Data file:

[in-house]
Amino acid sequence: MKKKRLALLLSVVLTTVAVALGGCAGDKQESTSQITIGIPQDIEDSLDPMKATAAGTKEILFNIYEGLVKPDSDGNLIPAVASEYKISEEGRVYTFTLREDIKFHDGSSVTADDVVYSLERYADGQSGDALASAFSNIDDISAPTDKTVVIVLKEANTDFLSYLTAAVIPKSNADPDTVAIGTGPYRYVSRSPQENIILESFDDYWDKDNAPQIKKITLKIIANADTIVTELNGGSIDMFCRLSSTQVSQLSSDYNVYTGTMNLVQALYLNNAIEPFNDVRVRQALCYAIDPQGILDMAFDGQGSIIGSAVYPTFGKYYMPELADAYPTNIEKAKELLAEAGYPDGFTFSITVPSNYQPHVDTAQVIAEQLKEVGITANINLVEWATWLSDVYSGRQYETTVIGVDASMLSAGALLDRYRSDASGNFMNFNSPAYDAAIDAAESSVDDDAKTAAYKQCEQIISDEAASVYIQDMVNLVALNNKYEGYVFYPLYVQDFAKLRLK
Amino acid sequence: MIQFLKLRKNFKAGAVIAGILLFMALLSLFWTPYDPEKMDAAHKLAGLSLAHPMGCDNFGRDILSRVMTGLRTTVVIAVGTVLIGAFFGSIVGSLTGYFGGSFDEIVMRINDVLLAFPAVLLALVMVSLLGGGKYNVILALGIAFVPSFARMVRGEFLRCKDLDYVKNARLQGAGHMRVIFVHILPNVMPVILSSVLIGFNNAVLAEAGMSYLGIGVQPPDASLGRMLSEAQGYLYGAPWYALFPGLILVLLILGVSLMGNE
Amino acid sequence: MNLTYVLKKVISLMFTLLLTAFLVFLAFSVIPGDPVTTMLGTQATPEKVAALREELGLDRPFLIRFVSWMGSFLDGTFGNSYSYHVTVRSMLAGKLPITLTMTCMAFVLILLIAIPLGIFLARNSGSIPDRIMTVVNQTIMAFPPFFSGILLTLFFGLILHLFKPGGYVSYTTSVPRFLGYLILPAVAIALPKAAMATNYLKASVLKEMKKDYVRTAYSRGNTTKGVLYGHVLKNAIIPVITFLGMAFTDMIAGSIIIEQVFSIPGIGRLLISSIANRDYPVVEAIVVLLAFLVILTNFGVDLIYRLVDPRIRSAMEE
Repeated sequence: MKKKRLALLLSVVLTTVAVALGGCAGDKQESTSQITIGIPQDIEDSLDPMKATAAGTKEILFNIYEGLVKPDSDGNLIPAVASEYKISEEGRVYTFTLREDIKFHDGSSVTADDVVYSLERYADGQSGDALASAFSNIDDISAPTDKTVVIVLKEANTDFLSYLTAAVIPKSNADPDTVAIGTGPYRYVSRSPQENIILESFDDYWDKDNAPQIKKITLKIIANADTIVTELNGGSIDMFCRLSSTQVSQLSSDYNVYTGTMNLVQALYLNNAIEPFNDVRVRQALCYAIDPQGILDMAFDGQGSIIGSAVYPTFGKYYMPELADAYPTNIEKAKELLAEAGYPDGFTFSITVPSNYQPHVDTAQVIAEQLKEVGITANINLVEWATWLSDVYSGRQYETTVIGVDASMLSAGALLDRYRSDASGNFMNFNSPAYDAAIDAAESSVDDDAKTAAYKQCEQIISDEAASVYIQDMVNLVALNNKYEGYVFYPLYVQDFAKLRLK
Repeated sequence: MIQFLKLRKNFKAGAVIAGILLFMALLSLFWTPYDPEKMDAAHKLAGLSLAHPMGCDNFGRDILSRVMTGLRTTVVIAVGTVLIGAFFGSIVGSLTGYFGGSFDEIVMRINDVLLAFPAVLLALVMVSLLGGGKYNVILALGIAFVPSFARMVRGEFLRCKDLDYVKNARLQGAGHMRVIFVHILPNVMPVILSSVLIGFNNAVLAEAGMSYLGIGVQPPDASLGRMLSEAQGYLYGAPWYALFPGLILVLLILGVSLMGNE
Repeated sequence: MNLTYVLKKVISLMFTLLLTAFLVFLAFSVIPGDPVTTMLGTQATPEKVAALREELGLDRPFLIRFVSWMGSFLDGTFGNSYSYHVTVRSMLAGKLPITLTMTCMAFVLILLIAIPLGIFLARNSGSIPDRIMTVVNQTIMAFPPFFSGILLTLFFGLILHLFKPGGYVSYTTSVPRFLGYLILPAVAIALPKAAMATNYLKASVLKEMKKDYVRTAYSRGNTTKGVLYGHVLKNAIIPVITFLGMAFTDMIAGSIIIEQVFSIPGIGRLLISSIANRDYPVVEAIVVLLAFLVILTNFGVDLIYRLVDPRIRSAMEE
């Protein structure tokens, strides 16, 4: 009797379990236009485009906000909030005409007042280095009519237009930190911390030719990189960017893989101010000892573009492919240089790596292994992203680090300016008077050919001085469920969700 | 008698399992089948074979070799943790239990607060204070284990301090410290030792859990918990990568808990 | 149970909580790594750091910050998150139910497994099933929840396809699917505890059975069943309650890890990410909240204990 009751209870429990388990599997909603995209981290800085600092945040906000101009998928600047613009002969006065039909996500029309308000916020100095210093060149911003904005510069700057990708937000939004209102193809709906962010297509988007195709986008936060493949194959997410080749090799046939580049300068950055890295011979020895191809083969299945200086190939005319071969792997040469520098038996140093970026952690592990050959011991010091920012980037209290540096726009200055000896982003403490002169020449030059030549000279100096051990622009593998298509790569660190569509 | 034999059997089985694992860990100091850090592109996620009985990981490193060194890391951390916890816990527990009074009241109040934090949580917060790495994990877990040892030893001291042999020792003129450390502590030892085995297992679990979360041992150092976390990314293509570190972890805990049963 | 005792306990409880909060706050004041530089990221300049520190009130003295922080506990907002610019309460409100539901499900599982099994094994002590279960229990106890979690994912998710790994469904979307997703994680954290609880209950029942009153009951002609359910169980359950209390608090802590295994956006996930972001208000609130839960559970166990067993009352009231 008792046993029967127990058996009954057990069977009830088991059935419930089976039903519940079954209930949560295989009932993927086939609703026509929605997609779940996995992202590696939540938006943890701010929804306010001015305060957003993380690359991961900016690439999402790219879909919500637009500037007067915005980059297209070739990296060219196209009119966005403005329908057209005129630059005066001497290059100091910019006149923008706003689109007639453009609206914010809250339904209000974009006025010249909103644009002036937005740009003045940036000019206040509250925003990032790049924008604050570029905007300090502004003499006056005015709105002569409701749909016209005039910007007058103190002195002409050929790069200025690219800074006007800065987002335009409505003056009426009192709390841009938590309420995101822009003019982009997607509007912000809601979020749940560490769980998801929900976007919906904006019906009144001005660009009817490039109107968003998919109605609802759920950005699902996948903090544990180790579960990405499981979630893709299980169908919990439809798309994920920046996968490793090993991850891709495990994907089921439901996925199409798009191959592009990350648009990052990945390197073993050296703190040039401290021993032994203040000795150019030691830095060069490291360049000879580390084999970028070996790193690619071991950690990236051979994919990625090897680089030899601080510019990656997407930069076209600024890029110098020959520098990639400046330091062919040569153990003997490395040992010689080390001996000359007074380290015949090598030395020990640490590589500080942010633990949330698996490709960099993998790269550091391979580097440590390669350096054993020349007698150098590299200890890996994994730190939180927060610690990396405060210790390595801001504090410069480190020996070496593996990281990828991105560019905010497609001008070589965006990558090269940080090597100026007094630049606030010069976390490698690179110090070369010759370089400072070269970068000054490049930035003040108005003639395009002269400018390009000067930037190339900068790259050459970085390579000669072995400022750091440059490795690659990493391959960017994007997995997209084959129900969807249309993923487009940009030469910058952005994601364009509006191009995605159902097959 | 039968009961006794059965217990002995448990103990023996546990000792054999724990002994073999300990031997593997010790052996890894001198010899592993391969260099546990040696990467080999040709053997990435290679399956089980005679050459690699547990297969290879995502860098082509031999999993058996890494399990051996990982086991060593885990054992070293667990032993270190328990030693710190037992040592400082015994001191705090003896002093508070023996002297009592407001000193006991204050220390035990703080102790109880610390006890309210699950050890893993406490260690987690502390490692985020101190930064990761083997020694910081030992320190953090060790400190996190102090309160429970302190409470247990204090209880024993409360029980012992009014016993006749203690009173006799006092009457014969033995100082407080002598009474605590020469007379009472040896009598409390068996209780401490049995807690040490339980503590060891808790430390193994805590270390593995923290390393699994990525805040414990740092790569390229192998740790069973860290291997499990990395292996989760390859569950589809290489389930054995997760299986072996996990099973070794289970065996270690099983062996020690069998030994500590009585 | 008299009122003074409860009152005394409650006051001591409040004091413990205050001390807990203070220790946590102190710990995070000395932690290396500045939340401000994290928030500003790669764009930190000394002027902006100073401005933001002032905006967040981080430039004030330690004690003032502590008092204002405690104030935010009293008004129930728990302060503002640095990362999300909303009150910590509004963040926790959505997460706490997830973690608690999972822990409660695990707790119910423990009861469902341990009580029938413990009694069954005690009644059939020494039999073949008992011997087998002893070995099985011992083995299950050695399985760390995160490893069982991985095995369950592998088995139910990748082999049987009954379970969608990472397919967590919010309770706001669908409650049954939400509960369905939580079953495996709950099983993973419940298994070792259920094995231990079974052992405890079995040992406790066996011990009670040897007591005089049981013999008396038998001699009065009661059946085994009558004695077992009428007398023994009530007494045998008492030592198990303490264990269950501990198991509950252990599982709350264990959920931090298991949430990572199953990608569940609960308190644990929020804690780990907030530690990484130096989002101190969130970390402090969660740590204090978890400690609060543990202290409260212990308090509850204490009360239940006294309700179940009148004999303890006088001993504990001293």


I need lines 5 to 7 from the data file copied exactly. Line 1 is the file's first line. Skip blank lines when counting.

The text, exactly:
Repeated sequence: MKKKRLALLLSVVLTTVAVALGGCAGDKQESTSQITIGIPQDIEDSLDPMKATAAGTKEILFNIYEGLVKPDSDGNLIPAVASEYKISEEGRVYTFTLREDIKFHDGSSVTADDVVYSLERYADGQSGDALASAFSNIDDISAPTDKTVVIVLKEANTDFLSYLTAAVIPKSNADPDTVAIGTGPYRYVSRSPQENIILESFDDYWDKDNAPQIKKITLKIIANADTIVTELNGGSIDMFCRLSSTQVSQLSSDYNVYTGTMNLVQALYLNNAIEPFNDVRVRQALCYAIDPQGILDMAFDGQGSIIGSAVYPTFGKYYMPELADAYPTNIEKAKELLAEAGYPDGFTFSITVPSNYQPHVDTAQVIAEQLKEVGITANINLVEWATWLSDVYSGRQYETTVIGVDASMLSAGALLDRYRSDASGNFMNFNSPAYDAAIDAAESSVDDDAKTAAYKQCEQIISDEAASVYIQDMVNLVALNNKYEGYVFYPLYVQDFAKLRLK
Repeated sequence: MIQFLKLRKNFKAGAVIAGILLFMALLSLFWTPYDPEKMDAAHKLAGLSLAHPMGCDNFGRDILSRVMTGLRTTVVIAVGTVLIGAFFGSIVGSLTGYFGGSFDEIVMRINDVLLAFPAVLLALVMVSLLGGGKYNVILALGIAFVPSFARMVRGEFLRCKDLDYVKNARLQGAGHMRVIFVHILPNVMPVILSSVLIGFNNAVLAEAGMSYLGIGVQPPDASLGRMLSEAQGYLYGAPWYALFPGLILVLLILGVSLMGNE
Repeated sequence: MNLTYVLKKVISLMFTLLLTAFLVFLAFSVIPGDPVTTMLGTQATPEKVAALREELGLDRPFLIRFVSWMGSFLDGTFGNSYSYHVTVRSMLAGKLPITLTMTCMAFVLILLIAIPLGIFLARNSGSIPDRIMTVVNQTIMAFPPFFSGILLTLFFGLILHLFKPGGYVSYTTSVPRFLGYLILPAVAIALPKAAMATNYLKASVLKEMKKDYVRTAYSRGNTTKGVLYGHVLKNAIIPVITFLGMAFTDMIAGSIIIEQVFSIPGIGRLLISSIANRDYPVVEAIVVLLAFLVILTNFGVDLIYRLVDPRIRSAMEE